The referendum in Romania this weekend that could see the conservative country ban gay marriage underlines the largely East-West split in Europe over same-sex unions.
In 2001 The Netherlands became the first country in the world to allow gay and lesbian couples to marry in a civil ceremony.
Fifteen European countries have followed: Belgium, Britain (but not Northern Ireland, which only accepts civil partnerships), Denmark, Finland, France, Germany, Iceland, Ireland, Luxembourg, Malta, Norway, Portugal, Spain and Sweden, with Austria due to join next year.
In several of these countries, gay marriage had been preceded by civil partnerships, which come with fewer rights, Denmark being the pioneer in 1989.
Some European countries still only allow such partnerships, rather than marriage, including Croatia, Cyprus, the Czech Republic, Greece, Hungary, Italy and Switzerland.
Slovenians also allow civil partnerships but in 2015 rejected in a referendum a proposal to legalise gay marriage.
In June 2018 the Czech government backed draft legislation that would make the country the first post-communist member of the European Union to legalise same-sex marriage.
But most Eastern European countries allow neither gay partnerships nor marriages, including Bulgaria, Latvia, Lithuania, Poland, Romania and Slovakia.
In 2014 Estonia became the first former Soviet republic to authorise same-sex civil unions.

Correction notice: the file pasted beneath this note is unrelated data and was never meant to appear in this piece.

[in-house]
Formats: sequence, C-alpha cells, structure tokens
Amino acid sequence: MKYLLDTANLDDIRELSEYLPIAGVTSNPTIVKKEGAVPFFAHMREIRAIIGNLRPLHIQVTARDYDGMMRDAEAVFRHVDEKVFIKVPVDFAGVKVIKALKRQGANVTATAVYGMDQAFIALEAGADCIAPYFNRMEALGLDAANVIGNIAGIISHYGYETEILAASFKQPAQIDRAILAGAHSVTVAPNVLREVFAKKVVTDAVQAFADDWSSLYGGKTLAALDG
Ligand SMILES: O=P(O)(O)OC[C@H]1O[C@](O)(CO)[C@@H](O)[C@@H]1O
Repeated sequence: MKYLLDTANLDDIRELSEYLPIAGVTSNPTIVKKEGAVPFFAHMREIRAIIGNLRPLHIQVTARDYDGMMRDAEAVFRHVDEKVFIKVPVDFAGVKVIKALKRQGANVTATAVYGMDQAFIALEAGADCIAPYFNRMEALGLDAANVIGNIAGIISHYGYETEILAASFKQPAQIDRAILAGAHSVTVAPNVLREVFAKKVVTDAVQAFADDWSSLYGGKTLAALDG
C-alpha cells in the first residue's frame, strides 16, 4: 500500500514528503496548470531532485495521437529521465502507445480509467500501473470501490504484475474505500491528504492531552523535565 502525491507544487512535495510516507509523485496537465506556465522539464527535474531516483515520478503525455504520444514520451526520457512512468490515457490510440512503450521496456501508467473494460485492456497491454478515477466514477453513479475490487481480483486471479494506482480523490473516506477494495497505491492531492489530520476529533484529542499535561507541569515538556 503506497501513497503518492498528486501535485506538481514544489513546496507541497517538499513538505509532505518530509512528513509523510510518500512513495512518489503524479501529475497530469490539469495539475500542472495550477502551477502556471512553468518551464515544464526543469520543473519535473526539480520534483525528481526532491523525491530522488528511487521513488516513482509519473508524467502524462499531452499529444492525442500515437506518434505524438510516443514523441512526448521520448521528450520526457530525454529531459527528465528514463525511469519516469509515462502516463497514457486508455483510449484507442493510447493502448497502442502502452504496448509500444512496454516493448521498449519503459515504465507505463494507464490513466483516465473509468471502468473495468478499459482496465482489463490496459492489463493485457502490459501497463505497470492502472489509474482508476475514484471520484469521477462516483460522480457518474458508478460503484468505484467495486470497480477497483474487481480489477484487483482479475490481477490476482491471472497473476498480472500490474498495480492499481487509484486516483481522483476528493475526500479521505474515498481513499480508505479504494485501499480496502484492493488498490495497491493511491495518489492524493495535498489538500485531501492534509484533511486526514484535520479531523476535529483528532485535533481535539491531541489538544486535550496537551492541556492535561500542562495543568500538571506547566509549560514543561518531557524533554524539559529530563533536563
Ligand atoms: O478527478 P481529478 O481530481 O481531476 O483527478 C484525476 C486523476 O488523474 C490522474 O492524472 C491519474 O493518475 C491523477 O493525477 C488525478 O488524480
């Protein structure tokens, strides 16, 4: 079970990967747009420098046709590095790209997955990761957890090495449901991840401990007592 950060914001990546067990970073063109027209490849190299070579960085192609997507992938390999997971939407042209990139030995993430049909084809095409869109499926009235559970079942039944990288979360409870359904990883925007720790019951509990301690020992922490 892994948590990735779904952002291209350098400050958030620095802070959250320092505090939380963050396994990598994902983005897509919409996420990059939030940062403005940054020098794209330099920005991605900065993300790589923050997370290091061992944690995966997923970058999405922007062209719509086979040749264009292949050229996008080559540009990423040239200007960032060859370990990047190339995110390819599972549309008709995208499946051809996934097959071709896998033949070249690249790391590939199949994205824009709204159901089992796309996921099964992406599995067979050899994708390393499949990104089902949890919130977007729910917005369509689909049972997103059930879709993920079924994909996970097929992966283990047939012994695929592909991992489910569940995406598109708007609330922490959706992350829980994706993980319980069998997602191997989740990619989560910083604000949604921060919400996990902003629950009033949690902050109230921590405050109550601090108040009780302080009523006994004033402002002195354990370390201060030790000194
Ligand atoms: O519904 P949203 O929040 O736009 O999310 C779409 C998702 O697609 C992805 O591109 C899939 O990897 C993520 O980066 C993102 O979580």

In Russia homosexuality was considered a crime up to 1993 and a mental illness until 1999. Now legal, a 2013 law however punishes the promotion of homosexuality among minors.
Western Europe also leads the way on the rights of same-sex couples to adopt children, whether within marriage or civil partnerships.
This is allowed in Austria, Belgium, Britain, Denmark, France, Germany, Malta and The Netherlands, Spain and Sweden.
Other countries, like Finland and Slovenia, allow gay people to adopt their partner’s children.
Medically Assisted Procreation (MAP) is allowed for lesbian couples in Austria, Belgium, Britain, The Netherlands, Spain and the Nordic countries. France is examining whether to make such a move.
Most European countries however ban surrogacy although the use of surrogate mothers is allowed – as long as they are not paid – in Belgium, Britain and The Netherlands. In an exception, Greece in 2014 authorised paid surrogacy.
Further afield, homosexual couples can also marry in Canada since 2005 and in the United States since 2015, as well as in four Latin American countries: Argentina, Brazil, Colombia and Uruguay.
South Africa in 2006 became the sole African nation to allow gay marriage.